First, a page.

Presentation is Everything

Presentation is Everything

Going out and getting a job is a forgotten art. While the Japanese economy wasn't so great during the nineties, most of us somehow managed to hold down a long-term job. But the last 12 months have changed everything, and lots of mid-career people are finding themselves out pounding the streets again.

Part of what we all learn when going to our very first job interview is to wear a suit, shine your shoes, and sit up straight. Presentation is important, because if you're straight out of school, you don't have much else to offer. What mid-career people often don't realize is that it's even more critical for them than for school-leavers to have the right presentation. Why? Well, regardless of the reason you're job hunting, the person on the other side of the table just HAS to be thinking, "How come this person doesn't have a job? What's wrong that I'm not being told about?" So HR managers are looking for every clue possible.

Presentation is a broad term. Superficially it means how you're dressed. Last year, we were interviewing for a recruiting consultant trainee here at The candidate sounded great on the phone, and indeed was quite self-confident. But, we asked ourselves, why did she wear sandals and a casual sweater to a job interview that offers a salary at a mid- to upper-management level? It wasn't the sandals we objected to, per se, it was the probable lack of judgement by the candidate - this is someone we were considering to have represent the company to our customers.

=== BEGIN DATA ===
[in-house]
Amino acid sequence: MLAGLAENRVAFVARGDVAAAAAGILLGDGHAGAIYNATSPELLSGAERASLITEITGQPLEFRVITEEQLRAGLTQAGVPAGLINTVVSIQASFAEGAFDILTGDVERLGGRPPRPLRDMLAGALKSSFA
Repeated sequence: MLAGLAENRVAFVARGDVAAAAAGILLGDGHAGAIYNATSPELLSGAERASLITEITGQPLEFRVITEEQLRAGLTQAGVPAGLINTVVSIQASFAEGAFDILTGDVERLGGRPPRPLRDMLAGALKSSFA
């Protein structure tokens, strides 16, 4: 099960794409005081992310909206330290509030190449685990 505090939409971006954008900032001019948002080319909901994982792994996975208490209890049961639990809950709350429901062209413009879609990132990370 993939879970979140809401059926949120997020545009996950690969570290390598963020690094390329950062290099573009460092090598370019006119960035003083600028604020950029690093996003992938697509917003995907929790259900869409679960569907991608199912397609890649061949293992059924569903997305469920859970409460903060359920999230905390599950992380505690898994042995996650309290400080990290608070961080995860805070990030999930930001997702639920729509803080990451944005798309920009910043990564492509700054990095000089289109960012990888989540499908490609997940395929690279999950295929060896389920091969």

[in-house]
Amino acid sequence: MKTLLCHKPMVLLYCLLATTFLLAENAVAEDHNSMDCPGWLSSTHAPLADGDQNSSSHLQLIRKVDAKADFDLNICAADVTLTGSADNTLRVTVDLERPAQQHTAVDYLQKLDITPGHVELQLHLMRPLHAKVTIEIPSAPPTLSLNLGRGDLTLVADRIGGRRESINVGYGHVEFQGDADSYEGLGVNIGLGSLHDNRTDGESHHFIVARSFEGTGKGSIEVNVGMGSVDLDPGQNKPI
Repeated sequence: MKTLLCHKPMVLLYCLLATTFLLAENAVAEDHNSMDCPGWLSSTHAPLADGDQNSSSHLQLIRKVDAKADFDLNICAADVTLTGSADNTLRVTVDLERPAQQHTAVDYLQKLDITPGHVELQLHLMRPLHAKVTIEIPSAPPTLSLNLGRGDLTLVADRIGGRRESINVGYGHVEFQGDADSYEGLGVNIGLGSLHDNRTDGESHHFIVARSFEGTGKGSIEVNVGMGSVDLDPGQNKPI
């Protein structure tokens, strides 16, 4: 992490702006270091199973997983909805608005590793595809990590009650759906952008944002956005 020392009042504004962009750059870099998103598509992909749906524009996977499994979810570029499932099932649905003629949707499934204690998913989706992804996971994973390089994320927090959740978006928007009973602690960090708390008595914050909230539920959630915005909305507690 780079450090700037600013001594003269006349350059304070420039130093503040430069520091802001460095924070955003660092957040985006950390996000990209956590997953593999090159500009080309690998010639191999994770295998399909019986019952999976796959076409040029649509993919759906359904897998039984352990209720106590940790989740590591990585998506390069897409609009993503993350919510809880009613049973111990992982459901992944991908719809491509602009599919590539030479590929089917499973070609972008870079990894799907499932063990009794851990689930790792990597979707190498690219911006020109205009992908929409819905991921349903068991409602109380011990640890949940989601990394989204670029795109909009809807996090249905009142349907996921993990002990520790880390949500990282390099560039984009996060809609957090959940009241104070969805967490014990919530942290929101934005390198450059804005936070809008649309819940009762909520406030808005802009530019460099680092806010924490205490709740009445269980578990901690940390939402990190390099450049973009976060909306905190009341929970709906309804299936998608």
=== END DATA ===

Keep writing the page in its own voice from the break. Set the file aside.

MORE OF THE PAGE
Presentation also applies to your interviewing technique. These involve things that you can learn and control, versus your core personality, which you probably can't control. For example, what is your body language - do you show energy and enthusiasm as you're being asked questions? Do you enunciate properly? What are you saying about yourself and how do you say it?

You also need to anticipate some of the little interviewer tricks and practice your "disaster recovery" technique for questions that you don't know the answer to. Some of the tricks include being asked the 5 best and worst things about you. I mean, for crying out loud, how do you say something negative and honest without damaging yourself? The answer is simple: present something harmless, such as "I probably pay too much attention to the detailsノ" That's a classic negative turned into a positive! What you're really being asked here is, can you think on your feet, and how do you handle difficult situations.

When I interview a candidate, I generally make up my mind in the first few minutes about whether the person will fit in the organization. I look for body language, and that "sparkle" of intelligence in the candidate's eyes. This is because I'm an entrepreneur and go for that kind of stuff. So as a last point, I believe that you have to know your target audience (the interviewer) and try to tailor your presentation accordingly. For example, for a corporate HR manager, rather than projecting independence of action and strength - which might impress an entrepreneur - you might be better off showing that you can listen as well as talk, and that you are somewhat compliant and dependable as well as being a thinker and doer.